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René Char - book author

René Char spent his childhood in Névons, the substantial family home completed at his birth, then studied as a boarder at the school of Avignon and subsequently, in 1925, a student at L'École de Commerce de Marseille, where he read Plutarch, François Villon, Racine, the German Romantics, Alfred de Vigny, Gérard de Nerval and Charles Baudelaire.

His first book, Cloches sur le cœur was published in 1928 as a compilation of poems written between 1922 and 1926. In late November 1929, Char moved to Paris, where he met Louis Aragon, André Breton, and René Crevel, and joined the surrealists. He remained active in the surrealist movement through the early 1930s but distanced himself gradually from the mid-1930s onward. Throughout his career, Char's work appeared in various editions, often with artwork by notable figures, including Kandinsky, Picasso, Braque, Miró, Matisse and Vieira da Silva.

Char was a friend and close associate of Albert Camus, Georges Bataille and Maurice Blanchot among writers, Pablo Picasso, Joan Miró, Nicolas de Staël, Georges Braque and Victor Brauner among painters. He was to have been in the car involved in the accident that killed both Camus and Gallimard, but there was not enough room, and returned instead that day by train to Paris.

The composer Pierre Boulez wrote three settings of Char's poetry, Le Soleil des eaux, Le visage nuptial, and Le marteau sans maître. A late friendship developed also between Char and Martin Heidegger, who described Char's poetry as "a tour de force into the ineffable" and was repeatedly his guest at La Thor in the Vaucluse.

René Char is the author of books: Fureur et mystère, Selected Poems, Leaves of Hypnos, Lettera Amorosa ; suivi de, Guirlande Terrestre, Poems of Rene Char, Stone Lyre: Poems of Rene Char, The Brittle Age and Returning Upland, خاکستر ناتمام: گزیده شعرها, Поезия. Избрано, This Smoke That Carried Us: Selected Poems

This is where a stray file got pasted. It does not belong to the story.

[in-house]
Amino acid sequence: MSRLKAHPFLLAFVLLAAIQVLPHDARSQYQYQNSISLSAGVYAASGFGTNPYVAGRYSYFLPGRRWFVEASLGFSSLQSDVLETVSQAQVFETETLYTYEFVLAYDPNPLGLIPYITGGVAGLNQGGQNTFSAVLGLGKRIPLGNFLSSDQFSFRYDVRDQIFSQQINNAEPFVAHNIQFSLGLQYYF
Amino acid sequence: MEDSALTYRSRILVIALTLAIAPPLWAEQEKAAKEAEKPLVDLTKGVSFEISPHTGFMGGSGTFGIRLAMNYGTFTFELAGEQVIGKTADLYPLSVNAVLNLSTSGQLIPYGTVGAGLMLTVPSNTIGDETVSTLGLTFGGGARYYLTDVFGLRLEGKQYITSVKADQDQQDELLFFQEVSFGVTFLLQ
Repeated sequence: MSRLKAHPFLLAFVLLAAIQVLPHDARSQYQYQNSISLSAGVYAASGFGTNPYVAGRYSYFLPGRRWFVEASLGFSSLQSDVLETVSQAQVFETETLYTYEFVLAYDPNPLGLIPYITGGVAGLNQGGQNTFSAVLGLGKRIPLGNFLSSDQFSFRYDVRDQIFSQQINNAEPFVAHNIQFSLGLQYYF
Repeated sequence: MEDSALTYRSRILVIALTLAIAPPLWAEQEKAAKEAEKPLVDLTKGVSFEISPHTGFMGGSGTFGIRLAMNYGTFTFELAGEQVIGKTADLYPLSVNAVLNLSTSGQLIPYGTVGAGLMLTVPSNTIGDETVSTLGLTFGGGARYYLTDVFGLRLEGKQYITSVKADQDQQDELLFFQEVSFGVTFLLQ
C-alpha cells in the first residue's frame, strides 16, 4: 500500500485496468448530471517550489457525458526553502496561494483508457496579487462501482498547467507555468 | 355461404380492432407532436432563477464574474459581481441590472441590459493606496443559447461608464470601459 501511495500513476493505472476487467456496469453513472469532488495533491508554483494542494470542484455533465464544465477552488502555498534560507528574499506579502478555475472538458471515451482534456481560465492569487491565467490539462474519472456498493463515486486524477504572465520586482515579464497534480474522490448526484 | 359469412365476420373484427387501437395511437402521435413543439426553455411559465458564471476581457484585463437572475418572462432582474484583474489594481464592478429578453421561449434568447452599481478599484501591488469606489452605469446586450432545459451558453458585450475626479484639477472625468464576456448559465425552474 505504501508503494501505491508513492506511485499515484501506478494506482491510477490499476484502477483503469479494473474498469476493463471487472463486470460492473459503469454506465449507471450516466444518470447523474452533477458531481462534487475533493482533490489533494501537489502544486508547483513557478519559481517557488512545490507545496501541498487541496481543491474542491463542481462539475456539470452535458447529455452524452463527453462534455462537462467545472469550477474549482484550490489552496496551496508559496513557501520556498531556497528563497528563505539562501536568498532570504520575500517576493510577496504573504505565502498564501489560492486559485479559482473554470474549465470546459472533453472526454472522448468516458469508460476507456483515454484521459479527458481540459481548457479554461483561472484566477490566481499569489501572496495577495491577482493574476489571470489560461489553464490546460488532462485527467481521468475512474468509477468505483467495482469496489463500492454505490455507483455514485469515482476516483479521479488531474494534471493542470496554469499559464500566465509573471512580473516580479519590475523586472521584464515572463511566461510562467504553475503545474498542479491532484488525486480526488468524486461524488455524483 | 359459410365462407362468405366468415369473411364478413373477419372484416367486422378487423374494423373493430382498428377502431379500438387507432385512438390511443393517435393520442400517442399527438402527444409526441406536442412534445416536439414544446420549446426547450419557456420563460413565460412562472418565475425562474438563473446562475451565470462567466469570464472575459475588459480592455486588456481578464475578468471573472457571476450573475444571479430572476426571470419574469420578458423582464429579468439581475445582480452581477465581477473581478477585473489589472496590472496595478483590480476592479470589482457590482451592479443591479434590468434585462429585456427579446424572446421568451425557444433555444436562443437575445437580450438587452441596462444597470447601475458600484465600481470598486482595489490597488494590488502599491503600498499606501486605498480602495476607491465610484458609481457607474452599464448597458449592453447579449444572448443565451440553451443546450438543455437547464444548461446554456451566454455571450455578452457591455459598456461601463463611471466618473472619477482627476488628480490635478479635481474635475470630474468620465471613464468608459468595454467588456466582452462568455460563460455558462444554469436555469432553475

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« Pourquoi le cacher ? Ce n'est pas une poésie facile. Ses difficultés sont à proportion, en nous, des vieilles habitudes de voir et de leur résistance : René Char ou la jeunesse des mots, du monde... Il faut le lire et le relire pour, peu à peu, sentir en soi la débâcle des vieilles digues, de l'imagination paresseuse... Poésie qui se gagne, comme la terre promise de la légende et de l'histoire : celui-là qui y plante sa tente, qu'il soit assuré de s'en trouver plus fort et plus juste. »
The Selected Poems of Rene Char is a comprehensive, bilingual overview reflecting the poets wide stylistic and philosophical range, from aphorism to dramatic lyricism. In making their selections, the editors have chosen the voices of seventeen poets and translators (Paul Auster, Samuel Beckett, Cid Corman, Eugene Jolas, W.S. Merwin, William Carlos Williams, and James Wright, to name a few), in homage to a writer long held in highest esteem by the literary avant-garde.
A war had begun which, though most of his country was soon occupied, occupied Rene Char still more. He was about 36 then. And the poetic journal he kept of and at that time comes to us under the auspices of his Resistance code-name, Hypnos, the Greek divinity of Sleep. As for the present work, the "leaves" remind the translator of Rimbaud's from a Season in Hell, but this is no longer a private hell expatiated into a vision of the human condition, but a public hell drawn from, exceeded by, a sense of responsibility.